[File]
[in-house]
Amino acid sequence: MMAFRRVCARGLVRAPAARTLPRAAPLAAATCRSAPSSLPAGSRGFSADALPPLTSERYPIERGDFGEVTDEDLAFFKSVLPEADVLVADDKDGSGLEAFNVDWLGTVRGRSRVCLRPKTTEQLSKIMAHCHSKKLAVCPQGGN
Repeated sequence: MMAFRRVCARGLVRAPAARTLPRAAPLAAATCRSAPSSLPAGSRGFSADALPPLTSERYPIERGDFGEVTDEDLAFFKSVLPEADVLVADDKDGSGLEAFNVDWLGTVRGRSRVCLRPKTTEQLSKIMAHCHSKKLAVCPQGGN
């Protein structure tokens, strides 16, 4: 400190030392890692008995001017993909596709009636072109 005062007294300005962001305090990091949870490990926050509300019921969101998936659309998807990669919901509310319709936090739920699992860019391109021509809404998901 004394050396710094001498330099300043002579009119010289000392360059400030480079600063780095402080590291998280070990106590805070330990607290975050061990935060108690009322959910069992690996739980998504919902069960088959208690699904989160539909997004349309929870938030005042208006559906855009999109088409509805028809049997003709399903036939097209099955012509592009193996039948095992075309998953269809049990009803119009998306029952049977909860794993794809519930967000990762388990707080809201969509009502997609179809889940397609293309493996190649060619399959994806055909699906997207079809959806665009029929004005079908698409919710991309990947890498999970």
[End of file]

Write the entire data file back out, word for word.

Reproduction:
[in-house]
Amino acid sequence: MMAFRRVCARGLVRAPAARTLPRAAPLAAATCRSAPSSLPAGSRGFSADALPPLTSERYPIERGDFGEVTDEDLAFFKSVLPEADVLVADDKDGSGLEAFNVDWLGTVRGRSRVCLRPKTTEQLSKIMAHCHSKKLAVCPQGGN
Repeated sequence: MMAFRRVCARGLVRAPAARTLPRAAPLAAATCRSAPSSLPAGSRGFSADALPPLTSERYPIERGDFGEVTDEDLAFFKSVLPEADVLVADDKDGSGLEAFNVDWLGTVRGRSRVCLRPKTTEQLSKIMAHCHSKKLAVCPQGGN
């Protein structure tokens, strides 16, 4: 400190030392890692008995001017993909596709009636072109 005062007294300005962001305090990091949870490990926050509300019921969101998936659309998807990669919901509310319709936090739920699992860019391109021509809404998901 004394050396710094001498330099300043002579009119010289000392360059400030480079600063780095402080590291998280070990106590805070330990607290975050061990935060108690009322959910069992690996739980998504919902069960088959208690699904989160539909997004349309929870938030005042208006559906855009999109088409509805028809049997003709399903036939097209099955012509592009193996039948095992075309998953269809049990009803119009998306029952049977909860794993794809519930967000990762388990707080809201969509009502997609179809889940397609293309493996190649060619399959994806055909699906997207079809959806665009029929004005079908698409919710991309990947890498999970």